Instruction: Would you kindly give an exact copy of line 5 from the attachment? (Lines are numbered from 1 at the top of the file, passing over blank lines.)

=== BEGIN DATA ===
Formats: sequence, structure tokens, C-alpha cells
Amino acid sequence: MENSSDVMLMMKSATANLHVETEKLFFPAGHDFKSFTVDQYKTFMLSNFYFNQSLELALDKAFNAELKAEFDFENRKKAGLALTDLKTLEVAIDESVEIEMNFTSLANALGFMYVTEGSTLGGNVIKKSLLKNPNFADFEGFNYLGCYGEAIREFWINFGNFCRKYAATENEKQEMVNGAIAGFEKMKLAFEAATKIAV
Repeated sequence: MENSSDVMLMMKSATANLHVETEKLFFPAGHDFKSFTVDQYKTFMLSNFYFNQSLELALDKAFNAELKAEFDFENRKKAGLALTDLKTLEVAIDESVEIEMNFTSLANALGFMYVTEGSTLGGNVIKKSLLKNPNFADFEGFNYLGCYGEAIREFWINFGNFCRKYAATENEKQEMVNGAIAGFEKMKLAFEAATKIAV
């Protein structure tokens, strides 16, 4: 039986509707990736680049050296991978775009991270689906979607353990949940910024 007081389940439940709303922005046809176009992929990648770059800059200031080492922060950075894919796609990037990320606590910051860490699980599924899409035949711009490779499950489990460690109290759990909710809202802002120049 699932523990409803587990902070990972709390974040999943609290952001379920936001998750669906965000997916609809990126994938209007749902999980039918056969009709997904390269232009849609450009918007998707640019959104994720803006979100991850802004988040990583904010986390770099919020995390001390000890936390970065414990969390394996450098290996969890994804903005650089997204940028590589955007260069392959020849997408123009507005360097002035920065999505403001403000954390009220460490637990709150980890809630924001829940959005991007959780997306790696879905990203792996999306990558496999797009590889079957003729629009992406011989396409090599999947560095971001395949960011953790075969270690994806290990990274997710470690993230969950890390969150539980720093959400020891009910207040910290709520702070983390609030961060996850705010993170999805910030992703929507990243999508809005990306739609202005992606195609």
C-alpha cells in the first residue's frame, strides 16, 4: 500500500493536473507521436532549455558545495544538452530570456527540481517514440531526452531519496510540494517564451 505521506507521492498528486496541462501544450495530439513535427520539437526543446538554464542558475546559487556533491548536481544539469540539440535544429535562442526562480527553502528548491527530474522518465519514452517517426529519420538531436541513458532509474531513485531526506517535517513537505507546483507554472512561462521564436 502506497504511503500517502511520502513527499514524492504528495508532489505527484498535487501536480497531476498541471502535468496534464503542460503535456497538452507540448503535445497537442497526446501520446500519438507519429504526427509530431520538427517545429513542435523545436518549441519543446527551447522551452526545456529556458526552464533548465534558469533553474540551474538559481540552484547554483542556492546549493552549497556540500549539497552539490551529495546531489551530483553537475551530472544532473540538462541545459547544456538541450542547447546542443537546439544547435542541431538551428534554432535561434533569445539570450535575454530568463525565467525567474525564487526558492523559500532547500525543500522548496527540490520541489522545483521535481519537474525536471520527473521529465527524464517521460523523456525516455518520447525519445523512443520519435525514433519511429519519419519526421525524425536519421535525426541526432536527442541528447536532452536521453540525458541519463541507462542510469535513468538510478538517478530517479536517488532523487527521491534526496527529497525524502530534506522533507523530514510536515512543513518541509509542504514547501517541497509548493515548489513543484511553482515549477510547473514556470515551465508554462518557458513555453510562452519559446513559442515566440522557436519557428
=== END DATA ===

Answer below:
C-alpha cells in the first residue's frame, strides 16, 4: 500500500493536473507521436532549455558545495544538452530570456527540481517514440531526452531519496510540494517564451 505521506507521492498528486496541462501544450495530439513535427520539437526543446538554464542558475546559487556533491548536481544539469540539440535544429535562442526562480527553502528548491527530474522518465519514452517517426529519420538531436541513458532509474531513485531526506517535517513537505507546483507554472512561462521564436 502506497504511503500517502511520502513527499514524492504528495508532489505527484498535487501536480497531476498541471502535468496534464503542460503535456497538452507540448503535445497537442497526446501520446500519438507519429504526427509530431520538427517545429513542435523545436518549441519543446527551447522551452526545456529556458526552464533548465534558469533553474540551474538559481540552484547554483542556492546549493552549497556540500549539497552539490551529495546531489551530483553537475551530472544532473540538462541545459547544456538541450542547447546542443537546439544547435542541431538551428534554432535561434533569445539570450535575454530568463525565467525567474525564487526558492523559500532547500525543500522548496527540490520541489522545483521535481519537474525536471520527473521529465527524464517521460523523456525516455518520447525519445523512443520519435525514433519511429519519419519526421525524425536519421535525426541526432536527442541528447536532452536521453540525458541519463541507462542510469535513468538510478538517478530517479536517488532523487527521491534526496527529497525524502530534506522533507523530514510536515512543513518541509509542504514547501517541497509548493515548489513543484511553482515549477510547473514556470515551465508554462518557458513555453510562452519559446513559442515566440522557436519557428